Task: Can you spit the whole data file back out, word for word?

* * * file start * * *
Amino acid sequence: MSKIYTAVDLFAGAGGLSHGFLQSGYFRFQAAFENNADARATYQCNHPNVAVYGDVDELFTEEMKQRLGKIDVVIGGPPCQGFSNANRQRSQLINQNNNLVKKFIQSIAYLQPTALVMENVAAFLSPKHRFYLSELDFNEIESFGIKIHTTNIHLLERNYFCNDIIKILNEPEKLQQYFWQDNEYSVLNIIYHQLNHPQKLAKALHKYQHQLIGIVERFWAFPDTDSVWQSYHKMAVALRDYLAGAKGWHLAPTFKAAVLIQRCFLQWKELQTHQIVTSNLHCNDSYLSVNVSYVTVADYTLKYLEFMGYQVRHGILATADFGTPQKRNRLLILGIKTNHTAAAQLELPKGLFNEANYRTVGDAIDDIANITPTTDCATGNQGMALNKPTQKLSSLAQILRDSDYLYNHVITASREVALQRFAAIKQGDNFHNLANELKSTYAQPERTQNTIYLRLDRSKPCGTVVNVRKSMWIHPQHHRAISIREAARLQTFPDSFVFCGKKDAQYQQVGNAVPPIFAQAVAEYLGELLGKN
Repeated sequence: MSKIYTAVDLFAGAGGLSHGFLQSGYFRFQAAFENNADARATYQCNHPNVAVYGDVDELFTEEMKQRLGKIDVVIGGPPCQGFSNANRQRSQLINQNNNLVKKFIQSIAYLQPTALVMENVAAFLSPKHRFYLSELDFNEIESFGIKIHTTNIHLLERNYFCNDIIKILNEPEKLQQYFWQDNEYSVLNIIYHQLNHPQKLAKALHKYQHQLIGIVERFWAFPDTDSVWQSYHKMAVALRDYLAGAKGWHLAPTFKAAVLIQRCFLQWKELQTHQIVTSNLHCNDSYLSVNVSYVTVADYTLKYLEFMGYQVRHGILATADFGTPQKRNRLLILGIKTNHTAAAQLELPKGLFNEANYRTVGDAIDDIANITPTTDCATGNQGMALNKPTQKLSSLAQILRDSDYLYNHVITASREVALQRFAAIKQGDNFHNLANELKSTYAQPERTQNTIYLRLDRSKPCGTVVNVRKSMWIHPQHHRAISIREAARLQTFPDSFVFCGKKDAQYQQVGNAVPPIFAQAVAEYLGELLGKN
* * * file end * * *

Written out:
Amino acid sequence: MSKIYTAVDLFAGAGGLSHGFLQSGYFRFQAAFENNADARATYQCNHPNVAVYGDVDELFTEEMKQRLGKIDVVIGGPPCQGFSNANRQRSQLINQNNNLVKKFIQSIAYLQPTALVMENVAAFLSPKHRFYLSELDFNEIESFGIKIHTTNIHLLERNYFCNDIIKILNEPEKLQQYFWQDNEYSVLNIIYHQLNHPQKLAKALHKYQHQLIGIVERFWAFPDTDSVWQSYHKMAVALRDYLAGAKGWHLAPTFKAAVLIQRCFLQWKELQTHQIVTSNLHCNDSYLSVNVSYVTVADYTLKYLEFMGYQVRHGILATADFGTPQKRNRLLILGIKTNHTAAAQLELPKGLFNEANYRTVGDAIDDIANITPTTDCATGNQGMALNKPTQKLSSLAQILRDSDYLYNHVITASREVALQRFAAIKQGDNFHNLANELKSTYAQPERTQNTIYLRLDRSKPCGTVVNVRKSMWIHPQHHRAISIREAARLQTFPDSFVFCGKKDAQYQQVGNAVPPIFAQAVAEYLGELLGKN
Repeated sequence: MSKIYTAVDLFAGAGGLSHGFLQSGYFRFQAAFENNADARATYQCNHPNVAVYGDVDELFTEEMKQRLGKIDVVIGGPPCQGFSNANRQRSQLINQNNNLVKKFIQSIAYLQPTALVMENVAAFLSPKHRFYLSELDFNEIESFGIKIHTTNIHLLERNYFCNDIIKILNEPEKLQQYFWQDNEYSVLNIIYHQLNHPQKLAKALHKYQHQLIGIVERFWAFPDTDSVWQSYHKMAVALRDYLAGAKGWHLAPTFKAAVLIQRCFLQWKELQTHQIVTSNLHCNDSYLSVNVSYVTVADYTLKYLEFMGYQVRHGILATADFGTPQKRNRLLILGIKTNHTAAAQLELPKGLFNEANYRTVGDAIDDIANITPTTDCATGNQGMALNKPTQKLSSLAQILRDSDYLYNHVITASREVALQRFAAIKQGDNFHNLANELKSTYAQPERTQNTIYLRLDRSKPCGTVVNVRKSMWIHPQHHRAISIREAARLQTFPDSFVFCGKKDAQYQQVGNAVPPIFAQAVAEYLGELLGKN